Arepo is the main simulation code I am using for my reserach. I am involved in its development and maintenance. Recently, I have been working on the release of the public version of Arepo and I am responsible for the code webpage. One of the code’s defining features is its discretization of hydrodynamics on a moving Voronoi mesh that can be adaptively adjusted to the simulation problem (see figure on the left).
I am part of the team of researchers responsible for the IllustrisTNG project. This followup project of the Illustris simulation project consists of very extensive simulation of cosmological structure formation and galaxy formation in unprecedented scope and physical complexity. In short, the simulations start at the (well constrained) early universe and follow the formation of large-scale structure down to galaxy scales over 13 billion years. My particular focus in this simulation project are the demographics of supermassive black holes, located in most massive galaxies in the simulations, as well as the effects of actively gas-accreting supermassive black holes, so-called active galactic nuclei and their imprint on the galaxy population.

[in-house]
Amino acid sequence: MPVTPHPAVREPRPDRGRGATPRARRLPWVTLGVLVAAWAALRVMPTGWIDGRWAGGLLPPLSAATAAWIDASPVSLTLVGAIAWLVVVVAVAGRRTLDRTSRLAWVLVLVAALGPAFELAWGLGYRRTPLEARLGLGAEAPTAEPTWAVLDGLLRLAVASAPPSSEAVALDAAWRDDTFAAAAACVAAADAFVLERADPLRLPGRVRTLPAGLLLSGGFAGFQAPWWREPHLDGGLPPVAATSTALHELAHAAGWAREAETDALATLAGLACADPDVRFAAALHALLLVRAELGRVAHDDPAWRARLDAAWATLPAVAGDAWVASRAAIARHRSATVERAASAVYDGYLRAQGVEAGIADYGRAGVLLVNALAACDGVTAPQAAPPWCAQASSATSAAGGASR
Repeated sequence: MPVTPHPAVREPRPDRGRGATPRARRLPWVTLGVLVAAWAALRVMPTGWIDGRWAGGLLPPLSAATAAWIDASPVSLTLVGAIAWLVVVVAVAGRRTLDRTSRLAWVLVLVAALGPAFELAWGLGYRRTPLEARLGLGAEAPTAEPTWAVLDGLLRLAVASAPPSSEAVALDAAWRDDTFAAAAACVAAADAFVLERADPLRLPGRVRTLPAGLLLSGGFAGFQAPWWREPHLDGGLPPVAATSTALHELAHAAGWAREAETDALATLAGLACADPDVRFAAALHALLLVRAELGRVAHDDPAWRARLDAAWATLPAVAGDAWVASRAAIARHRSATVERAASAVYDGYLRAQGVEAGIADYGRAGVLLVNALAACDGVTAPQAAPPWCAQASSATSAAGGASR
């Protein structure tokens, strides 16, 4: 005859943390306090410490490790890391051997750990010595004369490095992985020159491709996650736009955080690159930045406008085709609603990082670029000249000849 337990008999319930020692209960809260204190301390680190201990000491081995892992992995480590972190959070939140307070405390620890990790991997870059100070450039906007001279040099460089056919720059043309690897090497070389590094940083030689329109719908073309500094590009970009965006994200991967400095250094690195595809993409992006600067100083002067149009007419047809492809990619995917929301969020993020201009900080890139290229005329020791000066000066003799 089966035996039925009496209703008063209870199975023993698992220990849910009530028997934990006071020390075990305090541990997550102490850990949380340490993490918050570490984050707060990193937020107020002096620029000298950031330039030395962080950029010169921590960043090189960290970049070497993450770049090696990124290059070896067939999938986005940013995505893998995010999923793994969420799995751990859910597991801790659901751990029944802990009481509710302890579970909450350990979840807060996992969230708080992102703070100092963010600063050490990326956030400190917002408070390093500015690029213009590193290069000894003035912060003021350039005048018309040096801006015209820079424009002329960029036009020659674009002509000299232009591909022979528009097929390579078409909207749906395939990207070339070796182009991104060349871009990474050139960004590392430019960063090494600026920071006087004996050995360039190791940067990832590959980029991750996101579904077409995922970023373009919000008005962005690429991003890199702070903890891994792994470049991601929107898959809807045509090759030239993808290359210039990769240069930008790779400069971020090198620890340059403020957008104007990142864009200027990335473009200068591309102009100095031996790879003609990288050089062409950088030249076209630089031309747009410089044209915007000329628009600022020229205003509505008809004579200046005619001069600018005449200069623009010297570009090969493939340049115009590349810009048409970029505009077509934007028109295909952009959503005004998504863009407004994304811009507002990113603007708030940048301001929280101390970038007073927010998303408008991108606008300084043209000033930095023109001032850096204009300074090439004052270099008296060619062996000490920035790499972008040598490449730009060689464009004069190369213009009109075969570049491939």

Black hole driven jets in galaxy clusters
Signatures of powerful, collimated outflows driven by supermassive black holes are frequently observed in the hot atmospheres of galaxy clusters. The these collimated outflows are stopped by the hot gas and hot, energetic lobes form in the galaxy cluster center. How these lobes interact with their environment, whether they distribute their energy and through wich physical meachanism still is under debate. This project aims to simulate these systems in as much fidelity as possible, including all possible mechanisms and study in detail whether the resulting behaviour matches observations. This way, the exact interaction mechanism can be determined by disproving all alternative scenarios.